On bargaining: should you venture away from the Western shops, you might be surprised how expensive the asking prices of some of these not-that-expensive-looking goods are. The reason why, of course, is because in many parts of Beijing you need to haggle; and they'll start out at a much higher price than what they actually want. A good rule of thumb: if you're a foreigner, and you're somewhere that cheap goods are being sold at seemingly high prices, assume that the price you should pay is anywhere from 15% to 10% of the asking price, and bargain from that understanding.
International Schools in Beijing. This one won't be of much concern to you if you're young and single and moving to Beijing, but if you're planning to relocate here with a family in-tow, it'll be of tremendous importance.
Unless your children speak and write fluent Mandarin, you're going to want to enroll them in one of the city's international schools. There are a bunch of these, but registration tends to fill up quickly. If your son or daughter is registered at least four months in advance of moving, typically you'll be fine.
There are a variety of international schools available for your child or children to enroll in; some of the most popular English-language schools include:
If you're less adventurous with your dining and prefer more Western fare, fear not, for Western food is served all over the city, and you can even find fast food establishments outside the 6th Ring (the outer bounds of Beijing). Sanlitun plays host to a multitude of delicious Western restaurants, from steak houses to sandwich shops to Persian, Indian, and Arabic dining halls; and Wal-Marts, Carrefours, BHGs, and Jenny Lous abound throughout the city to provide you with Western groceries for your pantry and fridge. And if there's nothing in the cupboard you want and you don't feel like going out, fear not - you can always order Pizza Hut or Papa John's, and in Beijing, even KFC and McDonald's deliver.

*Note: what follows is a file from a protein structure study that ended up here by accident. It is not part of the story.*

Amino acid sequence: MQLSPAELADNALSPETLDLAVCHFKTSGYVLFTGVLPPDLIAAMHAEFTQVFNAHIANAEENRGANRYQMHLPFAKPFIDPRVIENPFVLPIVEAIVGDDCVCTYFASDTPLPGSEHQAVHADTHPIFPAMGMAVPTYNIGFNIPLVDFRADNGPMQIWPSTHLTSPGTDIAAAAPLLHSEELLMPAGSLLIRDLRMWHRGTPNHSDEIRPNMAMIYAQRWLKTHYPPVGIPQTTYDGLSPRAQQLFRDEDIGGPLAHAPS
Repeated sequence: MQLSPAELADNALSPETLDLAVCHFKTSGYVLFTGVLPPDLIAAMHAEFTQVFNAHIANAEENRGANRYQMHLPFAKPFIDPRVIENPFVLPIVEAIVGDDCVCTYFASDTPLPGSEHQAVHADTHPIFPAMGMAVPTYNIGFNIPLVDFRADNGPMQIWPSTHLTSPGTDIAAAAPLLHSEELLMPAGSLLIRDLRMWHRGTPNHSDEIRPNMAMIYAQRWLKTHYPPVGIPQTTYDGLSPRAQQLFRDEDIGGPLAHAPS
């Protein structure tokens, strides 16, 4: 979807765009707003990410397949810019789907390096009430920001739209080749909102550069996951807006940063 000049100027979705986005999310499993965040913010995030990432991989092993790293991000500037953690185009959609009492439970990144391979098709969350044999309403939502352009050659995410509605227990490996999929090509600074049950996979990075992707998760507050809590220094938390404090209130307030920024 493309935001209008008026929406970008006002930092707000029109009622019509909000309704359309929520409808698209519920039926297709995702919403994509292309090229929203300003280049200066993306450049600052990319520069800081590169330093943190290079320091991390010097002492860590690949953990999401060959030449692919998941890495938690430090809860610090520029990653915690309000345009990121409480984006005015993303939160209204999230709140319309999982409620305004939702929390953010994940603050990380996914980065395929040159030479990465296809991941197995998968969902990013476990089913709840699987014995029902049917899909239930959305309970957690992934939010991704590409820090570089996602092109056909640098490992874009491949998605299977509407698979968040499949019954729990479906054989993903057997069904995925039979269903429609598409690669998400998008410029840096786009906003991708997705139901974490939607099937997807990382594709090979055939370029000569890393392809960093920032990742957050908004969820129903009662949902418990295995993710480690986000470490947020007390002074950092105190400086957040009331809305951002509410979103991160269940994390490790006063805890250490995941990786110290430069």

- International School of Beijing (ISB): the largest American school.
- Western Academy of Beijing (WAB): a multicultural school.
- Dulwich College Beijing: a large British international school.
- The British School
of Beijing: a British-based multicultural school.
- Harrow International
School Beijing: a British international school with primarily
Chinese students, some expatriates.
Commuting in Beijing.
A dubious honor, Beijing received the top spot in IBM's 2012 survey of cities
with the worst traffic in the world, although the study also says
that the congestion is improving. Gridlock can appear unexpectedly and